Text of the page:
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Qualcomm: USB Type-C And Quick Charge Technology Can Co-Exist

Qualcomm: USB Type-C And Quick Charge Technology Can Co-Exist

It was in September of last year when Qualcomm first unveiled its new Quick Charge 3.0 technology. This rapid charging technology has since been adopted by some of world’s biggest phone makers, including LG’s flagship device, the G5, and HTC’s own flagship offering, the HTC 10 smartphone. 

 

But one engineer from Google, Benson Leung, has claimed that Qualcomm’s Quick Charge technology is not compatible with USB Type C, a specification that is also present in both the LG G5 and the HTC 10 devices. Qualcomm has since dispelled that notion, releasing a statement saying that the company has not received any reports regarding issues with user experience or device malfunction with using USB Type C connectors.

 

For those not familiar with how USB Type C connectors work, that’s okay. Besides, the only bit of information that is truly relevant is the fact that USB Type C connectors need a port’s Vbus line to sit between 4.45 and 5.25 volts. But Qualcomm’s Quick Charge technology, however, pushes that to 9 or 12 volts. In the statement that Qualcomm released, the chip maker stated that manufacturers of mobile devices are free to incorporate Quick Charge technology into their products, and then configure the voltage as appropriate based on the USB Type C specification. 

 

Qualcomm’s Quick Charge technology generated some buzz last year, with its purported ability to charge most handsets from zero to 80 percent in about half an hour. But Leung had concerns about whether the charging technology can co-exist with the USB Type C specification, and he wrote about it via a blog post about four months ago.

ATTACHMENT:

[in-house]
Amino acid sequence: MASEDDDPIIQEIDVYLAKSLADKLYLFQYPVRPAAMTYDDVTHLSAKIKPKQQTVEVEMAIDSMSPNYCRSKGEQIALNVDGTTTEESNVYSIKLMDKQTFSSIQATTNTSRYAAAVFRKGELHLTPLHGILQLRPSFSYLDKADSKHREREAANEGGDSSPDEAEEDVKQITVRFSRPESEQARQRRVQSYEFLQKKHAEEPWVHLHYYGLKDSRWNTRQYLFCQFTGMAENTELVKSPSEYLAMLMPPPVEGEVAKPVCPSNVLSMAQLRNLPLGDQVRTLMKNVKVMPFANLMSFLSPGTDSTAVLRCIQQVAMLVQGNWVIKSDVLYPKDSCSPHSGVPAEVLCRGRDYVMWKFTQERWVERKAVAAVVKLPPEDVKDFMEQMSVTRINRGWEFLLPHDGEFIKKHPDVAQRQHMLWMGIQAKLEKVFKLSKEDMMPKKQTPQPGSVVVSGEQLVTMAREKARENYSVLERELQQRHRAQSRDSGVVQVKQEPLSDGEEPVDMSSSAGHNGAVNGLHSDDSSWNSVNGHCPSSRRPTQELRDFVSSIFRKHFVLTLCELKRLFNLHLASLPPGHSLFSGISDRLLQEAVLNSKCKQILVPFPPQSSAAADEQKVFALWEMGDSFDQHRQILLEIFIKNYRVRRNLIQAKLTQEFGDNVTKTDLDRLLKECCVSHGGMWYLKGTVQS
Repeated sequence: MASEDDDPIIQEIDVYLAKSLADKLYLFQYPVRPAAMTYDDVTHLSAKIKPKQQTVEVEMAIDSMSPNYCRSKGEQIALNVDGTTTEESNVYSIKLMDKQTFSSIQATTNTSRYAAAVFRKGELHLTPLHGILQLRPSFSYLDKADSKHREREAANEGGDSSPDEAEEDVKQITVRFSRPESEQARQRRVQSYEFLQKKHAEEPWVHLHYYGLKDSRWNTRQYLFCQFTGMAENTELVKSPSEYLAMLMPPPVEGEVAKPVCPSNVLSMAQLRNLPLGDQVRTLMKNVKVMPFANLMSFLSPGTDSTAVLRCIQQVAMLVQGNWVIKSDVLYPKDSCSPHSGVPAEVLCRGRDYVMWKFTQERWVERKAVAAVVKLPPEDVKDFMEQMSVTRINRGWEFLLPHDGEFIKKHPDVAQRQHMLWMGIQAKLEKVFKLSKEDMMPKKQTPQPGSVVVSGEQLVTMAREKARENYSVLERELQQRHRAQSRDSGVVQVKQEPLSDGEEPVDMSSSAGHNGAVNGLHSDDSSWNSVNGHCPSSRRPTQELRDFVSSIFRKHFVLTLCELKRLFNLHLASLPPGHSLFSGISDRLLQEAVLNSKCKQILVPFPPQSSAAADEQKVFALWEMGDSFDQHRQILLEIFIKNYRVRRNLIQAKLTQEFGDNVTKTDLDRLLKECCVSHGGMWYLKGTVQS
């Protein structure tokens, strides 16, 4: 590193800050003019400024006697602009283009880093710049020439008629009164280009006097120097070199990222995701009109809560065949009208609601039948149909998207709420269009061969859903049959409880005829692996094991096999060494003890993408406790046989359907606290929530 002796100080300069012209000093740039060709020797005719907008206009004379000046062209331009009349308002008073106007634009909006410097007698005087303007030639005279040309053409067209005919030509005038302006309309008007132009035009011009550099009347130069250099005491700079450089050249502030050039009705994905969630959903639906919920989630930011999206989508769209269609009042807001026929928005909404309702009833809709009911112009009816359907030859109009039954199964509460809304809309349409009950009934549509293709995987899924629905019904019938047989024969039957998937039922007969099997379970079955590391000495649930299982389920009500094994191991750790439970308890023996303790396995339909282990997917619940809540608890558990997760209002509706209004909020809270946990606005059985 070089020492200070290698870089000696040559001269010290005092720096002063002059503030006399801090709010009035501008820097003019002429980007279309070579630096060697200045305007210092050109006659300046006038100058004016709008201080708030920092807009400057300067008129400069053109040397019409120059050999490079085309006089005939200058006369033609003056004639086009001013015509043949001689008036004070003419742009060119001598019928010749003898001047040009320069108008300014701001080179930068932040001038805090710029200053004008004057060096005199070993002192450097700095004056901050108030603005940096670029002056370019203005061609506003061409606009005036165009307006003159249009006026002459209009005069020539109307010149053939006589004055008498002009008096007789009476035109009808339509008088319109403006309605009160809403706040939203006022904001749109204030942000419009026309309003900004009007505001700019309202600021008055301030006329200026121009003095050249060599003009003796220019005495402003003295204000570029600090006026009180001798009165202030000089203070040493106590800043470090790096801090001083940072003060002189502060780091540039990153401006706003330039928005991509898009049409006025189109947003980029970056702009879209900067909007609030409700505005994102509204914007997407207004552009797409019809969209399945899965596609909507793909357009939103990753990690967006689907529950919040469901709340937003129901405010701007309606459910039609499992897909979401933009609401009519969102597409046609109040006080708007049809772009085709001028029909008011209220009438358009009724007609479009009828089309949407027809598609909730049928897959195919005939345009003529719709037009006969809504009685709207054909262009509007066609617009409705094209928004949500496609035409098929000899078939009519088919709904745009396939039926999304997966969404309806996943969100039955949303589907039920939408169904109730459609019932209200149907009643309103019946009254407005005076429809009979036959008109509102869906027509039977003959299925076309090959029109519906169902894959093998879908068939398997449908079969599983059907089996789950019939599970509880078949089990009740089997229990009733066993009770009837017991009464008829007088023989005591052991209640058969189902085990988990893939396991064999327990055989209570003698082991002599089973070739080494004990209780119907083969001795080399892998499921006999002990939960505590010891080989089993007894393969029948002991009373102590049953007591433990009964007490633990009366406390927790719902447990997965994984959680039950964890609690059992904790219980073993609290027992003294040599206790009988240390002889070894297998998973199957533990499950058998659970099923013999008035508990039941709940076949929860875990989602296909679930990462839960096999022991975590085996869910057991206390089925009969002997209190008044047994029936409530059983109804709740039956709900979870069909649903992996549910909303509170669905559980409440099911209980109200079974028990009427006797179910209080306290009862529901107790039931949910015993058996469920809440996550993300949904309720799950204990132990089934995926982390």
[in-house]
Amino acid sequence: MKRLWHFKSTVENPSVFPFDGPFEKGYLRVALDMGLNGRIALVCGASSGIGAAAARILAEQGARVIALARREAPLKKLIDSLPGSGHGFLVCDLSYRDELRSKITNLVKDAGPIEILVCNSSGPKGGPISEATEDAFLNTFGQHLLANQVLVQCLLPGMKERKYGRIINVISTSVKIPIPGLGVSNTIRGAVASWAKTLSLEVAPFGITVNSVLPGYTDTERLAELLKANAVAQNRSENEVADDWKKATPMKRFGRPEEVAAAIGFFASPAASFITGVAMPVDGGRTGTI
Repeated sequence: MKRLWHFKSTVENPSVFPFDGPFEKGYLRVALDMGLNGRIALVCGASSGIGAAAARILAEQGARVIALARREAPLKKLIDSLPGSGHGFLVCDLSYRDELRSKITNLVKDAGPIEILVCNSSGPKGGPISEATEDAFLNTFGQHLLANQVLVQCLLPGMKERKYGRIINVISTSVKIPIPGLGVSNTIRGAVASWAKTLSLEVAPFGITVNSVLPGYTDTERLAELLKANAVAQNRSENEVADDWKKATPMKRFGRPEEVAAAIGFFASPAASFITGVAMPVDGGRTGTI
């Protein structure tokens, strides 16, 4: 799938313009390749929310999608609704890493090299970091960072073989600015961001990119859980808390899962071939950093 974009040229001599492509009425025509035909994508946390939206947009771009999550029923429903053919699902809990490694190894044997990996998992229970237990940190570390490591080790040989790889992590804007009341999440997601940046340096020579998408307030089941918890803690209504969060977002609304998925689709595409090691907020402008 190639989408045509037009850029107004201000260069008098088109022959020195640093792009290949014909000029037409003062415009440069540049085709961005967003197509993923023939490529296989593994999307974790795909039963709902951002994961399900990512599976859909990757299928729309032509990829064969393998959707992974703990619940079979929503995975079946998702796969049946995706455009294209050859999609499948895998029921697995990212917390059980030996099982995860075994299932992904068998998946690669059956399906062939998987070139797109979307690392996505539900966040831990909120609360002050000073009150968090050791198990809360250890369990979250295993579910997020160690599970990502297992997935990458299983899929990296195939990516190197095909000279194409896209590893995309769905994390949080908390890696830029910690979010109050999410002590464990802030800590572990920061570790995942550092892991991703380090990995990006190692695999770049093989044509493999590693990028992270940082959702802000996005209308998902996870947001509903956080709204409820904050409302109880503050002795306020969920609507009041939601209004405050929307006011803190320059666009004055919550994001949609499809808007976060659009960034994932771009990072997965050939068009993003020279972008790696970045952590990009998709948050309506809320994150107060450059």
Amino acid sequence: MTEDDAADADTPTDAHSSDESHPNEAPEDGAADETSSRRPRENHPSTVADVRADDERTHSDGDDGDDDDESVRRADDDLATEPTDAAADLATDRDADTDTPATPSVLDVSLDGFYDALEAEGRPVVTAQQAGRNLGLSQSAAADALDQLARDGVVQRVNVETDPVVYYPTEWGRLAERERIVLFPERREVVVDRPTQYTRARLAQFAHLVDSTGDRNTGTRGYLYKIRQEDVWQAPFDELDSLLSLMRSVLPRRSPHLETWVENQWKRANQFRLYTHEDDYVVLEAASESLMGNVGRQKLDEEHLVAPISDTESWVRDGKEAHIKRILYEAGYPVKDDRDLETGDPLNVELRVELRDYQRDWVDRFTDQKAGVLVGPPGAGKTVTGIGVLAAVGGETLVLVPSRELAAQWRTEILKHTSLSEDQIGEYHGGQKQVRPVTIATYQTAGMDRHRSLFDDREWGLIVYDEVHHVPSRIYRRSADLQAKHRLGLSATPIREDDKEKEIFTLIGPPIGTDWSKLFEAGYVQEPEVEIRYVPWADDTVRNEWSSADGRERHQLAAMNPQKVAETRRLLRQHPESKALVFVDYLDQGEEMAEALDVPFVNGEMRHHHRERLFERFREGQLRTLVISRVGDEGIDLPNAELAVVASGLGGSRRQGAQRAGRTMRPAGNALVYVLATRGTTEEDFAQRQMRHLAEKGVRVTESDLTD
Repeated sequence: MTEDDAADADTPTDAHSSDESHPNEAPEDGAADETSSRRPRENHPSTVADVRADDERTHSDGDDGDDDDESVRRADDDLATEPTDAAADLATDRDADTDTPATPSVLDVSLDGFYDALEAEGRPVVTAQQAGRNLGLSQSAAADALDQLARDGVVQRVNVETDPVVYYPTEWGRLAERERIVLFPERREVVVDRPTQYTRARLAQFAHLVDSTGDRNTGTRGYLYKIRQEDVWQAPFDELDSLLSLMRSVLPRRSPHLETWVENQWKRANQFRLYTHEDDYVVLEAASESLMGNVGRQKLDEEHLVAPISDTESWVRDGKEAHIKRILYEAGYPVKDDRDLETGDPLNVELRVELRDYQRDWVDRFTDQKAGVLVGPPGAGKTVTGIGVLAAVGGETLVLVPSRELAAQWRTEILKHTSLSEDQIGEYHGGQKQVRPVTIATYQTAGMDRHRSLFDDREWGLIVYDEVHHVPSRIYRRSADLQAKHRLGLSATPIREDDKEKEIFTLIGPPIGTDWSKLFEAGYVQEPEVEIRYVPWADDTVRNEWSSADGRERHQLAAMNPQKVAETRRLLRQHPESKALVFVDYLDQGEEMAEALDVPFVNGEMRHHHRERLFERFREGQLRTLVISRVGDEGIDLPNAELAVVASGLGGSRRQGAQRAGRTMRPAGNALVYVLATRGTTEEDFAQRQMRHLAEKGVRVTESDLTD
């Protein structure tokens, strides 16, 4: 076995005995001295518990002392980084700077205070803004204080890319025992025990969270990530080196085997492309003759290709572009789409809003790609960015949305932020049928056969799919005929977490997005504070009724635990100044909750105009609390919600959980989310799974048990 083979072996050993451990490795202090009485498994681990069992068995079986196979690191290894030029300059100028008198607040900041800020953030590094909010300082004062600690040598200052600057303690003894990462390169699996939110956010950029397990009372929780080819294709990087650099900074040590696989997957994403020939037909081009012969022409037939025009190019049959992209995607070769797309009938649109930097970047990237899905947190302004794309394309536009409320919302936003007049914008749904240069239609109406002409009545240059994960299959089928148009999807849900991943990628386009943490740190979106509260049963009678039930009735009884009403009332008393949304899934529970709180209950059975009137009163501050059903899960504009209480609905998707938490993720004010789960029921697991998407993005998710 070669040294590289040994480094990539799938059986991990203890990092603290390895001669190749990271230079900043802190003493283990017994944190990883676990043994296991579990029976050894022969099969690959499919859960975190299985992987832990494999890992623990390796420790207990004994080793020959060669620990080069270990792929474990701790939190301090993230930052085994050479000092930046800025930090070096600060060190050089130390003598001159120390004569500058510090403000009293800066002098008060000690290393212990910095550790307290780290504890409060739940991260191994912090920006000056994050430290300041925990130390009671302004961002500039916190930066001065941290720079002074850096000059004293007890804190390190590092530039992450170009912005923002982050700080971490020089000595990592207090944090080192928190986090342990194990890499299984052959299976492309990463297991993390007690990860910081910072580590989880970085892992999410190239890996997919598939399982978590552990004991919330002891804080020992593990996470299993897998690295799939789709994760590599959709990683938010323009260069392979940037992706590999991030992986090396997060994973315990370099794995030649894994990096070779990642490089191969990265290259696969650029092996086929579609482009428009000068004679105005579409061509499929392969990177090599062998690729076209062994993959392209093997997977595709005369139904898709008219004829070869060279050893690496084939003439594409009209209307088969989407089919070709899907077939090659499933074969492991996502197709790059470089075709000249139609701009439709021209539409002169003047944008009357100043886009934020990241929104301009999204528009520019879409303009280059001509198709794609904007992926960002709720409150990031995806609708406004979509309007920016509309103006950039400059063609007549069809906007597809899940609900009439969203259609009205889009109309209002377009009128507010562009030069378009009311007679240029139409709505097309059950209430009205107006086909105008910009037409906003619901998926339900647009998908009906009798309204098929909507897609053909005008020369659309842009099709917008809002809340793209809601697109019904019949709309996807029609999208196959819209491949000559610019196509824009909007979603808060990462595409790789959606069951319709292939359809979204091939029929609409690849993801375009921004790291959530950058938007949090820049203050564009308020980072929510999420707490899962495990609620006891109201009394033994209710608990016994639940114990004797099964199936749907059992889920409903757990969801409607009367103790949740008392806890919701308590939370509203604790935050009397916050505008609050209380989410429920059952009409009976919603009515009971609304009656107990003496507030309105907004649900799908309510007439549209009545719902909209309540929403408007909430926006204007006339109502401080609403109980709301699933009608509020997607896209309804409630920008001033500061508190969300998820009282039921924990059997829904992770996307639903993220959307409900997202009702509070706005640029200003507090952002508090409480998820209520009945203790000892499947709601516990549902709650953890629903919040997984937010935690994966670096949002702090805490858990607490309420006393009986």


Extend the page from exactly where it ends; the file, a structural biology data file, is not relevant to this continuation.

In defense, Qualcomm has countered that the Quick Charge technology is designed to be independent of connector types. The company claims that it can be implemented in mobile devices that have support for various connector specs, such as USB micro, USB Type A, and of course, USB Type C.

 

Despite Qualcomm’s arguments in its released statement, they do not actually clarify whether or not the USB C devices adopting the company’s Quick Charge technology (the LG G5 and the HTC 10) really are complying with the port specification. And it should be noted that the Nexus 5X (made by LG) and the Nexus 6P (built by Huawei), two of Google’s own handsets that have USB C support), do not adopt Quick Charge technology out of concern that it may not be compatible. 

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